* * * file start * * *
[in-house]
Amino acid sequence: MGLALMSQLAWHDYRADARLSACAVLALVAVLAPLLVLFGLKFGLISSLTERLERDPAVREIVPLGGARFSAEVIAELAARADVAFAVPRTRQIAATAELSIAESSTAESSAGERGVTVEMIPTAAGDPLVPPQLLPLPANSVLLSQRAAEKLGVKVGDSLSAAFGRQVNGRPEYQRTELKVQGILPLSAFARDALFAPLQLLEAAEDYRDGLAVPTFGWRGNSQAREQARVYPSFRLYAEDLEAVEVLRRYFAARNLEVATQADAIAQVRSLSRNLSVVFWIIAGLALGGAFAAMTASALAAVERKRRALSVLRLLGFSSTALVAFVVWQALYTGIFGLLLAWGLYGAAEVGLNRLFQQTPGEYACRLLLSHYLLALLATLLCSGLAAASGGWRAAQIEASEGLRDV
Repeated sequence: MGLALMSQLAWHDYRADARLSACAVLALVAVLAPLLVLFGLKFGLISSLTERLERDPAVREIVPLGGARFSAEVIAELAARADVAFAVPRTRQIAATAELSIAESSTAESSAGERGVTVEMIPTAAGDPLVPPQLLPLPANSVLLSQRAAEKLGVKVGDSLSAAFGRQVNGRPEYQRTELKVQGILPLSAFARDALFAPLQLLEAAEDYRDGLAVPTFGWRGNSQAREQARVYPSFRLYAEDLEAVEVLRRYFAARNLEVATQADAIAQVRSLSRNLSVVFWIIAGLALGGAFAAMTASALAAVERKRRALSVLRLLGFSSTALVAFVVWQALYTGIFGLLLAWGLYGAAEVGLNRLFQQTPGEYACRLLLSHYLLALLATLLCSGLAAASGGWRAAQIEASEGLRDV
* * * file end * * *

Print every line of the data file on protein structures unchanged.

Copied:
[in-house]
Amino acid sequence: MGLALMSQLAWHDYRADARLSACAVLALVAVLAPLLVLFGLKFGLISSLTERLERDPAVREIVPLGGARFSAEVIAELAARADVAFAVPRTRQIAATAELSIAESSTAESSAGERGVTVEMIPTAAGDPLVPPQLLPLPANSVLLSQRAAEKLGVKVGDSLSAAFGRQVNGRPEYQRTELKVQGILPLSAFARDALFAPLQLLEAAEDYRDGLAVPTFGWRGNSQAREQARVYPSFRLYAEDLEAVEVLRRYFAARNLEVATQADAIAQVRSLSRNLSVVFWIIAGLALGGAFAAMTASALAAVERKRRALSVLRLLGFSSTALVAFVVWQALYTGIFGLLLAWGLYGAAEVGLNRLFQQTPGEYACRLLLSHYLLALLATLLCSGLAAASGGWRAAQIEASEGLRDV
Repeated sequence: MGLALMSQLAWHDYRADARLSACAVLALVAVLAPLLVLFGLKFGLISSLTERLERDPAVREIVPLGGARFSAEVIAELAARADVAFAVPRTRQIAATAELSIAESSTAESSAGERGVTVEMIPTAAGDPLVPPQLLPLPANSVLLSQRAAEKLGVKVGDSLSAAFGRQVNGRPEYQRTELKVQGILPLSAFARDALFAPLQLLEAAEDYRDGLAVPTFGWRGNSQAREQARVYPSFRLYAEDLEAVEVLRRYFAARNLEVATQADAIAQVRSLSRNLSVVFWIIAGLALGGAFAAMTASALAAVERKRRALSVLRLLGFSSTALVAFVVWQALYTGIFGLLLAWGLYGAAEVGLNRLFQQTPGEYACRLLLSHYLLALLATLLCSGLAAASGGWRAAQIEASEGLRDV